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  3. The restorative powers of sufficient sleep can never be over-estimated!! Thanks for sharing this - I work in HR, and we do have staff off with 'stress' from time to time, (not often, I'm glad to say, but sometimes). It's all too easy to be cynical about it, and, as you say, it's a bit of a catch all description which can mask a range of underlying issues - the impact of physical poor health on our mental health is also easy to under-estimate, I think. So glad you're feeling more robust, especially with Christmas approaching, which I think you've said before, can be enormously hard work, in every way, for someone in your profession! Really enjoy the blog.

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    1. The restorative powers of sleep are incredible, and I totally agree about the impact of physical health on mental health. One of the good things about working for a big company is that they have plenty of experience of dealing with people like me and good mechanisms for doing it. It would have been a much tougher process in some places I've worked. Christmas can be challenging... But for the first time in years I'm not dreading it and that's quite something to say.

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  4. I'm so glad you were able to get the rest your mind and body obviously needed in time. Thank you for sharing it with us too.

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    1. It doesn't feel like an altogether natural thing to talk about which is one very good reason for bringing it up. I assume there are a lot of people like me who would benefit from realising it's perfectly normal to feel overwhelmed at times, and sensible to ask for help when they do.

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  5. I'm glad too that you were able to take the time, and to get so much good from it. I can testify to the awful effects of insomnia and bad sleep. Adding my thanks for sharing this.

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    1. It's awful. I have no idea how new parents cope!

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  6. Thank goodness you are OK now, and that you asked for help. Good for you for sharing! People need to read things like this. Stay well!

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    1. It feels like it was another person who had got so wound up now, so I'm really glad I took some good advice when I did.

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  7. The first step is always asking for help. I was in a similar situation at work last Christmas,due to some bullying. I had a reduced hours fitnote and luckily the support of some good people.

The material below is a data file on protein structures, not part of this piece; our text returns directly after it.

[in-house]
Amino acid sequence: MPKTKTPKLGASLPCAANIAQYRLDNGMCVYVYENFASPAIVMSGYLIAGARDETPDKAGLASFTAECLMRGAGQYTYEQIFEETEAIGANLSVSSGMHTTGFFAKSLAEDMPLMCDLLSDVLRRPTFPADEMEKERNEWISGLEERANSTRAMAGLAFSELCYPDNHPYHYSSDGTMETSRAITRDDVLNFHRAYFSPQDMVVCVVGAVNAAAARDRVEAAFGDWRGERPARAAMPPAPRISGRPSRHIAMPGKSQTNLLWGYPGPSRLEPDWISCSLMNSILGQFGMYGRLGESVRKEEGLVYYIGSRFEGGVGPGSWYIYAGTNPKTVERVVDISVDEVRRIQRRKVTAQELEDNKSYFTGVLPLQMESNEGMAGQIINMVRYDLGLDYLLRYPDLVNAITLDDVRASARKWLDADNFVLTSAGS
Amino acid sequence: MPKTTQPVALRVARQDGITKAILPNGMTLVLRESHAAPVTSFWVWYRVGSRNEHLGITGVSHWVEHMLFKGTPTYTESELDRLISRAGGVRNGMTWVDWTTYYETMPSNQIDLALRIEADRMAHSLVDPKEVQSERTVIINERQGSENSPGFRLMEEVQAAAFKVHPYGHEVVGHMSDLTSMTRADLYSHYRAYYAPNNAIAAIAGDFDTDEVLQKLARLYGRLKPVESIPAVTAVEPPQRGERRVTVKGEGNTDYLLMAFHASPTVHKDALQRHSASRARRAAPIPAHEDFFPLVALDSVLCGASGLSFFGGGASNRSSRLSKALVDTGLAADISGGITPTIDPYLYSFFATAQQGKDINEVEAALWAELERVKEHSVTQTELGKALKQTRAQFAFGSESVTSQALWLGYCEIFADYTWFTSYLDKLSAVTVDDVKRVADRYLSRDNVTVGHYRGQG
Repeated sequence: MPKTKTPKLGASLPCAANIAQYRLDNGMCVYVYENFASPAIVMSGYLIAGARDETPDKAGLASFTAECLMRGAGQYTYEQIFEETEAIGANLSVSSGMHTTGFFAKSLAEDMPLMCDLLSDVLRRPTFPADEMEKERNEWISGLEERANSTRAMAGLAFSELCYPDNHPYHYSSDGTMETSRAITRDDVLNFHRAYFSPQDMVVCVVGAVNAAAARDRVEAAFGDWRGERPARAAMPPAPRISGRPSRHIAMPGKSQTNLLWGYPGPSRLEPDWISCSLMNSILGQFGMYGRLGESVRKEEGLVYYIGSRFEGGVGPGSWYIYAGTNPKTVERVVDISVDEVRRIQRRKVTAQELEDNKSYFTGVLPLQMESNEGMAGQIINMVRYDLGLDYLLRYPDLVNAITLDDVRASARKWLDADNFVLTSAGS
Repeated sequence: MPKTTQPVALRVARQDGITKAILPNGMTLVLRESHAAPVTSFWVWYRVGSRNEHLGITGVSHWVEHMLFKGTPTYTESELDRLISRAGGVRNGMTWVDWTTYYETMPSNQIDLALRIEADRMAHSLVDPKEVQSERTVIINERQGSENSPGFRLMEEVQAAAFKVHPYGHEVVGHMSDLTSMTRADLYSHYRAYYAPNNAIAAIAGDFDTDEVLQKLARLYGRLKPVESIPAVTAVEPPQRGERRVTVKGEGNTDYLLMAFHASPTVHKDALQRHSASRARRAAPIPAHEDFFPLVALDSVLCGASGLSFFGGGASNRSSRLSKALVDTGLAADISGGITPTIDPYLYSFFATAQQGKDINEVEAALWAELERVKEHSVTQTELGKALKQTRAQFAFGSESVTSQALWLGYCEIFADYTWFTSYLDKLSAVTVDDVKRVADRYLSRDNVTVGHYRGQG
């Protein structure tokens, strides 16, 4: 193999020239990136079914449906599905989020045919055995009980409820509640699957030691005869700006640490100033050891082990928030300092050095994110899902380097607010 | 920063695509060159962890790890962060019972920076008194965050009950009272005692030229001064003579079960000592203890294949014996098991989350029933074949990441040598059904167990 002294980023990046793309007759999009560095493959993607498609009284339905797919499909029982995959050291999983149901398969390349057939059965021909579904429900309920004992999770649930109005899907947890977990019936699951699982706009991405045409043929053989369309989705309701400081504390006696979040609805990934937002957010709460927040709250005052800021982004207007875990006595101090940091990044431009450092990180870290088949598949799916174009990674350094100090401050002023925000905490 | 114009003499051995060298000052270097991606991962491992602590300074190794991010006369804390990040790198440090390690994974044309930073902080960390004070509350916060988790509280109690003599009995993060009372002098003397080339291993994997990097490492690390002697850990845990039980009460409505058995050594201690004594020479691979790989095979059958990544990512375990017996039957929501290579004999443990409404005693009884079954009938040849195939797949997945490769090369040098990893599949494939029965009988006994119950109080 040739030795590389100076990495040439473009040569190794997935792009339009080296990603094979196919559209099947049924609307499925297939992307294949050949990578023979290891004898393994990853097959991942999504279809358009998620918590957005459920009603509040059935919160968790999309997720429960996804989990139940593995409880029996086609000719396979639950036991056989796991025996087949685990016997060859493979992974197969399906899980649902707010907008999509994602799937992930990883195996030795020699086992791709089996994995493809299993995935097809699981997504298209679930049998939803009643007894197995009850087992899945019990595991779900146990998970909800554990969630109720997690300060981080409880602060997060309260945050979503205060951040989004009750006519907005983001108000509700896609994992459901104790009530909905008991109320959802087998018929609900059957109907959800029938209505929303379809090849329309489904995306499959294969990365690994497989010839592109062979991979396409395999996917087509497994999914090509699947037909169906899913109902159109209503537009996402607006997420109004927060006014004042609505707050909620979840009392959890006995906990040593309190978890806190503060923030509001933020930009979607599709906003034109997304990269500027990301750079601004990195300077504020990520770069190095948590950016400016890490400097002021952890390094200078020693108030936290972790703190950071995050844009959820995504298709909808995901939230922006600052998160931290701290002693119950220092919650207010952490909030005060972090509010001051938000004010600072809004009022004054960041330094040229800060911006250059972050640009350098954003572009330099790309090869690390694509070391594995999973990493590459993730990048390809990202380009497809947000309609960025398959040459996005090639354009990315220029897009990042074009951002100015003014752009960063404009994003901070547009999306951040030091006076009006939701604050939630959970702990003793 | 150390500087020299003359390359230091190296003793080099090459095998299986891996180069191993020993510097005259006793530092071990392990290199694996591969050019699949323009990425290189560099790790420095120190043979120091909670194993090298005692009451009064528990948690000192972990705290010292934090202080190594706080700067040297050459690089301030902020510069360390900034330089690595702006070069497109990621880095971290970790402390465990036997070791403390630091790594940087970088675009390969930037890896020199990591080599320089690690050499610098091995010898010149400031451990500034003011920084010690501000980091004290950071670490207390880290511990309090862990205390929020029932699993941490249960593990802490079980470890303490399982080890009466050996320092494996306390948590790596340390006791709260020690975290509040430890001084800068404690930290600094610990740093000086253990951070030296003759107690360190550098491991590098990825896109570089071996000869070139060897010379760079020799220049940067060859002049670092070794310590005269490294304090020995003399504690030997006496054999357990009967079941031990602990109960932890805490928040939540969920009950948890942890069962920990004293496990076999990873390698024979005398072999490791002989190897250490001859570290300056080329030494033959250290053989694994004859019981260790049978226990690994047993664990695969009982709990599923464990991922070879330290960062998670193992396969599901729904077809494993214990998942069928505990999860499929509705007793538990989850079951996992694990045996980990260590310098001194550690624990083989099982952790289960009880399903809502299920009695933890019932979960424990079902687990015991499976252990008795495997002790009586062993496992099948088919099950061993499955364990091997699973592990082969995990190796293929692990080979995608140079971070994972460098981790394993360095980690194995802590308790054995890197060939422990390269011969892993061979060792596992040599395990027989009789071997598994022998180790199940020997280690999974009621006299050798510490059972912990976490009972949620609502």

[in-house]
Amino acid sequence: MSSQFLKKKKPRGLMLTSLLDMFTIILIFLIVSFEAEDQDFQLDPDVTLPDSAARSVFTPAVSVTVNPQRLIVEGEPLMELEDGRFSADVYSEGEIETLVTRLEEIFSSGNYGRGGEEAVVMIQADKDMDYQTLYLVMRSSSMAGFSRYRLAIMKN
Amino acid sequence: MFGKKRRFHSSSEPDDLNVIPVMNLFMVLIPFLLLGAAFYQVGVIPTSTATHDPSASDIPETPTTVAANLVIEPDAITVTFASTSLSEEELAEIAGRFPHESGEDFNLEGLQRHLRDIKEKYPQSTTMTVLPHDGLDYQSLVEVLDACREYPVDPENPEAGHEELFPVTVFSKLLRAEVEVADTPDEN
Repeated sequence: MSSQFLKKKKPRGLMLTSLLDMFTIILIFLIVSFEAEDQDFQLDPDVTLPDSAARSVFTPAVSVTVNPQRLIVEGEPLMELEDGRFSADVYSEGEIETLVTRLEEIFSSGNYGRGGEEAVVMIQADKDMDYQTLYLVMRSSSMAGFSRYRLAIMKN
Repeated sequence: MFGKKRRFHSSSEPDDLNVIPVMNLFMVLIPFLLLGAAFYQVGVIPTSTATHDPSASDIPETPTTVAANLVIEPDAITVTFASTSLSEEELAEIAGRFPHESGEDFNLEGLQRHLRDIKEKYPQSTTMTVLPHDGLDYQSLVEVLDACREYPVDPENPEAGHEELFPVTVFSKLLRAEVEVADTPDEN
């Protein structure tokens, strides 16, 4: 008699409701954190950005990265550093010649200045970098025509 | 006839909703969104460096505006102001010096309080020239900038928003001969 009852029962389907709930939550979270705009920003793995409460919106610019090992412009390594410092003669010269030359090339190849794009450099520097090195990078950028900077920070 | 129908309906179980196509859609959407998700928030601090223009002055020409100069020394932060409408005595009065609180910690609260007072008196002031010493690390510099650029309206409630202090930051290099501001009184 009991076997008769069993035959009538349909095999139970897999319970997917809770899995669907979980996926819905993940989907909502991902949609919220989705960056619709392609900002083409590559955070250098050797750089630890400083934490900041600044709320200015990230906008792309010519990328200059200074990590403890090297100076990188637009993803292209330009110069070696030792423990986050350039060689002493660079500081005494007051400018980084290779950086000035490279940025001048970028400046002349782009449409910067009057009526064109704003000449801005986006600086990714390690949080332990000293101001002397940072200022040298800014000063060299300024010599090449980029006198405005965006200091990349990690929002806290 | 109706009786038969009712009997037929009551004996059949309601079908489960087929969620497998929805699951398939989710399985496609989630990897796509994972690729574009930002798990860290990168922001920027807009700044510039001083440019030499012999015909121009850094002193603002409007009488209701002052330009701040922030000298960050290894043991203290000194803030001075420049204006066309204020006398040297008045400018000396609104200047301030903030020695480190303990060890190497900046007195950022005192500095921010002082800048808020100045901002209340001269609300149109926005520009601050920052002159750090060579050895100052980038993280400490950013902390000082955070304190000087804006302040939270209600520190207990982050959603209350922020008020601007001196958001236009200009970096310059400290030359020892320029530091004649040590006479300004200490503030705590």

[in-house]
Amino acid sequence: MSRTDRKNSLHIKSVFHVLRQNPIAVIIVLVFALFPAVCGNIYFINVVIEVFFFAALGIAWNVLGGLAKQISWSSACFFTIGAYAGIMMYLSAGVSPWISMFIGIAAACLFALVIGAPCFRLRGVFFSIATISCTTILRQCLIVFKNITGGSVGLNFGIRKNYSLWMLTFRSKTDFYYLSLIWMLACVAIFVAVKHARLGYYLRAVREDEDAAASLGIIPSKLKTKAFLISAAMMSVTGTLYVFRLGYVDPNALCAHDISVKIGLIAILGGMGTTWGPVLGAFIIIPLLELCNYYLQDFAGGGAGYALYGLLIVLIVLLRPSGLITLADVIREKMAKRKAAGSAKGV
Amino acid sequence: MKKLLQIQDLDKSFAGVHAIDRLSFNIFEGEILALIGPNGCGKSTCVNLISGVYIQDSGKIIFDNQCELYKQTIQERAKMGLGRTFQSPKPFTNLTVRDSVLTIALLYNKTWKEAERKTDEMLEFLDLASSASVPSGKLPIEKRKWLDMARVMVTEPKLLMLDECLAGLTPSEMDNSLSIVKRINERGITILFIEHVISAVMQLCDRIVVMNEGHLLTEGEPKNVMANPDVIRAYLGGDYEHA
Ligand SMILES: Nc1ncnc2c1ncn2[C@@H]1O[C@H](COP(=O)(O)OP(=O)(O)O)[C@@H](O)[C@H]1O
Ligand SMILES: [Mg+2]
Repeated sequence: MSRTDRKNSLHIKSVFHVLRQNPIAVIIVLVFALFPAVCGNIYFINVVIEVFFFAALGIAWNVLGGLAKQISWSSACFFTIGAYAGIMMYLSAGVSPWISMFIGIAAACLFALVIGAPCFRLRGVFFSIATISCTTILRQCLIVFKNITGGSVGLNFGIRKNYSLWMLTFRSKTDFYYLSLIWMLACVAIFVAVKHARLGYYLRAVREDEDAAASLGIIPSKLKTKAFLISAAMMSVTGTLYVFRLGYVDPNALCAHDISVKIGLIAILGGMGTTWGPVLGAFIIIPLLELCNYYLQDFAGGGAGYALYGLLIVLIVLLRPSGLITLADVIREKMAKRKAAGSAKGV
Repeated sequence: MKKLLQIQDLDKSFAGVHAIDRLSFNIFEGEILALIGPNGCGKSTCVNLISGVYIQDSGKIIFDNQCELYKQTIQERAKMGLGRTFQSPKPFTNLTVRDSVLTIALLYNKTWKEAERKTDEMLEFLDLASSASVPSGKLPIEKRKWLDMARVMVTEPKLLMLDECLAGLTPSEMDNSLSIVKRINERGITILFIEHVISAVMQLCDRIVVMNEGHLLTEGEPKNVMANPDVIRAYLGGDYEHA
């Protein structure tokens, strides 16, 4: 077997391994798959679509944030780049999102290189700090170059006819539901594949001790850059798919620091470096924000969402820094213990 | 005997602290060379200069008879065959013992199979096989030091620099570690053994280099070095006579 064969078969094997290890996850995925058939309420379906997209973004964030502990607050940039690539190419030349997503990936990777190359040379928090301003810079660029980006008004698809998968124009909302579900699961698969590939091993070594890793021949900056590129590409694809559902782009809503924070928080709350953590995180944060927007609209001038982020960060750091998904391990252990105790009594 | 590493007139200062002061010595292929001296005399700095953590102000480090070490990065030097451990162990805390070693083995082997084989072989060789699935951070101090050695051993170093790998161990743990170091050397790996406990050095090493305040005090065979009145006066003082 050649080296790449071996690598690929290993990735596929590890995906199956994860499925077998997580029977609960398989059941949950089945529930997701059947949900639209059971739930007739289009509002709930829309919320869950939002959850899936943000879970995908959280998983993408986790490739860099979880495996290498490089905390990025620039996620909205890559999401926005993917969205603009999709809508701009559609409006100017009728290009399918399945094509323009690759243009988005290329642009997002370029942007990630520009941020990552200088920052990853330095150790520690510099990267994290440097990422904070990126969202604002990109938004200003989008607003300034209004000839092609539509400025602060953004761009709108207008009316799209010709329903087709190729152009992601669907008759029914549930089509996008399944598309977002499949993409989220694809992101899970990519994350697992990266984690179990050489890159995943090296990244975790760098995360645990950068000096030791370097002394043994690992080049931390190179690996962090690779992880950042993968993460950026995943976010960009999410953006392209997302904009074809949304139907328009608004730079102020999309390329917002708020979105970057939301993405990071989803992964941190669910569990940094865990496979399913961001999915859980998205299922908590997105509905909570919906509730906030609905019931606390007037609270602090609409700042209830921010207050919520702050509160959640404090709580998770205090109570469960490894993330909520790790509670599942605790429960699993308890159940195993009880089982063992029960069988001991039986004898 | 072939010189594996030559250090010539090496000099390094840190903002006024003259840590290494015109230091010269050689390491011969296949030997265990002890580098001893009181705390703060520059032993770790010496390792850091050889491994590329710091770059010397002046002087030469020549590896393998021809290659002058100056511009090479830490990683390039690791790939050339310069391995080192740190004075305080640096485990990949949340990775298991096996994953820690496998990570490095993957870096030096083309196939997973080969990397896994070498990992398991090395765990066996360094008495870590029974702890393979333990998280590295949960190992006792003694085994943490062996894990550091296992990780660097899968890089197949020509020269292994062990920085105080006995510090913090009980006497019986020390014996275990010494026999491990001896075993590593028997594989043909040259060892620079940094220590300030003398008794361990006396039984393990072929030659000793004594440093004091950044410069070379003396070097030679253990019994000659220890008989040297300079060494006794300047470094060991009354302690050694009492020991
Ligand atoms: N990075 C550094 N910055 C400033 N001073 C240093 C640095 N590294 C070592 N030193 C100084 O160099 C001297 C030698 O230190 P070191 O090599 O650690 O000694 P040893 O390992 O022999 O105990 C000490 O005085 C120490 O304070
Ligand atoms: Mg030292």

Looking after ourselves is so important and reading, knitting, baking is all part of doing that I am convinced.
    Glad to hear you are getting back on an even keel.

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    1. Support makes all the difference, I'm glad you got what you needed as well. Its awful when something like that happens and so completely unnecessary.

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  8. So sorry you've been ill, Hayley, but at least this great post came from it. You're definitely right that this is nothing to be ashamed of (I remember feeling this strongly when I was about 10, and somebody told me how embarrassed somebody would be that their illness turned out to be stress-related - and even at 10 I thought 'well, they're ill, why would that be embarrassing?').

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    1. Thanks, Simon. With a bit more perspective on how wound up I'd got and now even more empathy for others in the same boat, I whole heartedly agree. Something as simple as being overtired all the time can have such a rotten effect (as I guess any new parent can confirm). I also think the earlier a person accepts they aren't coping particularly well the easier it can be to get back on top of things - depending on what the problem is of course. For me it's all been fairly plain sailing but I was lucky to have the support of some very good friends and family who have had much the same experience.

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  9. I think sharing is important, as it is part of the process of getting better (I don't think that's quite the word I mean, but 'back to normal' isn't what I mean either, as these things change 'normal', generally, in my case at least, for the better). You did make me smile though re the "open and frank sharing of opinions" at work - this is such a constant danger for me.

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  10. I think sharing is important to help make a normal experience (who doesn't find everything to much to handle sometimes?) normal. I know what you mean about 'better'. I do feel better - more myself as well - but it mostly comes down to rest and a better perspective. Recognising stress for what it is makes it better too, and part of that is definatley being able to talk about it.